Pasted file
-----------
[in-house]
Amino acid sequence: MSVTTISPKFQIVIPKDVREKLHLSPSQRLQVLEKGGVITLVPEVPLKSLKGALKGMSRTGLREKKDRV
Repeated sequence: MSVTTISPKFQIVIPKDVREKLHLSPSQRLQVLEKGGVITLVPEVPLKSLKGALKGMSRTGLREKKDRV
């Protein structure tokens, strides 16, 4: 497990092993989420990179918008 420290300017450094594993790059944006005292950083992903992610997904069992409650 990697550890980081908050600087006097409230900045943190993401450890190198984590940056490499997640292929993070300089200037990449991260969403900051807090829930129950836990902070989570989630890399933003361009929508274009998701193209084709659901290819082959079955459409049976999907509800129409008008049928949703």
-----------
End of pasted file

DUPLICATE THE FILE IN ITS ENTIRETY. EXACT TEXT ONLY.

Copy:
[in-house]
Amino acid sequence: MSVTTISPKFQIVIPKDVREKLHLSPSQRLQVLEKGGVITLVPEVPLKSLKGALKGMSRTGLREKKDRV
Repeated sequence: MSVTTISPKFQIVIPKDVREKLHLSPSQRLQVLEKGGVITLVPEVPLKSLKGALKGMSRTGLREKKDRV
């Protein structure tokens, strides 16, 4: 497990092993989420990179918008 420290300017450094594993790059944006005292950083992903992610997904069992409650 990697550890980081908050600087006097409230900045943190993401450890190198984590940056490499997640292929993070300089200037990449991260969403900051807090829930129950836990902070989570989630890399933003361009929508274009998701193209084709659901290819082959079955459409049976999907509800129409008008049928949703």